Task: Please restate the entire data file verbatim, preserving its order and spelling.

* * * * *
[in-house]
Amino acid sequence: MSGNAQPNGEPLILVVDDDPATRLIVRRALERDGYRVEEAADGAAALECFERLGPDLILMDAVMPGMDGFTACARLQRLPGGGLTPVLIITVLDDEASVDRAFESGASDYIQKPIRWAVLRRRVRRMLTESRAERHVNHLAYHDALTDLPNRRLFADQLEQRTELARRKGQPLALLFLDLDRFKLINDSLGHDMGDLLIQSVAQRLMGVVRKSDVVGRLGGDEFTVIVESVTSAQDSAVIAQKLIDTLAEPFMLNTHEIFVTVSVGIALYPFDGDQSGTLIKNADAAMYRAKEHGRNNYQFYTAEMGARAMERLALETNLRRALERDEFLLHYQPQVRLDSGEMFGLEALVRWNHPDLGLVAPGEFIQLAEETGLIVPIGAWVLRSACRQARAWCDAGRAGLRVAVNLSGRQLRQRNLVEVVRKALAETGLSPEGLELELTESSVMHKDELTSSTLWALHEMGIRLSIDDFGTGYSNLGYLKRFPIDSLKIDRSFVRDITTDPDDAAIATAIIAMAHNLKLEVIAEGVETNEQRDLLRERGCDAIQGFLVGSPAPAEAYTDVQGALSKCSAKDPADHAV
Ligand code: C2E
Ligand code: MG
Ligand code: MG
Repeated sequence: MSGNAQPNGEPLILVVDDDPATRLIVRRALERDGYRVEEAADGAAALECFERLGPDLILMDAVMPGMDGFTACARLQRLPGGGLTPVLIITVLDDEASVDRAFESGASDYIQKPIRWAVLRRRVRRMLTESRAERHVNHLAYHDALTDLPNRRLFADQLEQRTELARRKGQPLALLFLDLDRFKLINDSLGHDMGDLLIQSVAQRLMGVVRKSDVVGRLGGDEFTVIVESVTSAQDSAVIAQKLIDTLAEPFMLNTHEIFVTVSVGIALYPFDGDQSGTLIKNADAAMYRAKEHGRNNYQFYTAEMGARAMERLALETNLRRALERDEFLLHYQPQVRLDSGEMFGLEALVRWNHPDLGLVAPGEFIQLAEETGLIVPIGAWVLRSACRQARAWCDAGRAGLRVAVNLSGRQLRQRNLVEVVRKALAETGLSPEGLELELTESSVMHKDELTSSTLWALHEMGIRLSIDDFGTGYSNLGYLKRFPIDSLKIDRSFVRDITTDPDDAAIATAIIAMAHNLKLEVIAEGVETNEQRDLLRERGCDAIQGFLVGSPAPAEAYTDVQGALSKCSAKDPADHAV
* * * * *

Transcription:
[in-house]
Amino acid sequence: MSGNAQPNGEPLILVVDDDPATRLIVRRALERDGYRVEEAADGAAALECFERLGPDLILMDAVMPGMDGFTACARLQRLPGGGLTPVLIITVLDDEASVDRAFESGASDYIQKPIRWAVLRRRVRRMLTESRAERHVNHLAYHDALTDLPNRRLFADQLEQRTELARRKGQPLALLFLDLDRFKLINDSLGHDMGDLLIQSVAQRLMGVVRKSDVVGRLGGDEFTVIVESVTSAQDSAVIAQKLIDTLAEPFMLNTHEIFVTVSVGIALYPFDGDQSGTLIKNADAAMYRAKEHGRNNYQFYTAEMGARAMERLALETNLRRALERDEFLLHYQPQVRLDSGEMFGLEALVRWNHPDLGLVAPGEFIQLAEETGLIVPIGAWVLRSACRQARAWCDAGRAGLRVAVNLSGRQLRQRNLVEVVRKALAETGLSPEGLELELTESSVMHKDELTSSTLWALHEMGIRLSIDDFGTGYSNLGYLKRFPIDSLKIDRSFVRDITTDPDDAAIATAIIAMAHNLKLEVIAEGVETNEQRDLLRERGCDAIQGFLVGSPAPAEAYTDVQGALSKCSAKDPADHAV
Ligand code: C2E
Ligand code: MG
Ligand code: MG
Repeated sequence: MSGNAQPNGEPLILVVDDDPATRLIVRRALERDGYRVEEAADGAAALECFERLGPDLILMDAVMPGMDGFTACARLQRLPGGGLTPVLIITVLDDEASVDRAFESGASDYIQKPIRWAVLRRRVRRMLTESRAERHVNHLAYHDALTDLPNRRLFADQLEQRTELARRKGQPLALLFLDLDRFKLINDSLGHDMGDLLIQSVAQRLMGVVRKSDVVGRLGGDEFTVIVESVTSAQDSAVIAQKLIDTLAEPFMLNTHEIFVTVSVGIALYPFDGDQSGTLIKNADAAMYRAKEHGRNNYQFYTAEMGARAMERLALETNLRRALERDEFLLHYQPQVRLDSGEMFGLEALVRWNHPDLGLVAPGEFIQLAEETGLIVPIGAWVLRSACRQARAWCDAGRAGLRVAVNLSGRQLRQRNLVEVVRKALAETGLSPEGLELELTESSVMHKDELTSSTLWALHEMGIRLSIDDFGTGYSNLGYLKRFPIDSLKIDRSFVRDITTDPDDAAIATAIIAMAHNLKLEVIAEGVETNEQRDLLRERGCDAIQGFLVGSPAPAEAYTDVQGALSKCSAKDPADHAV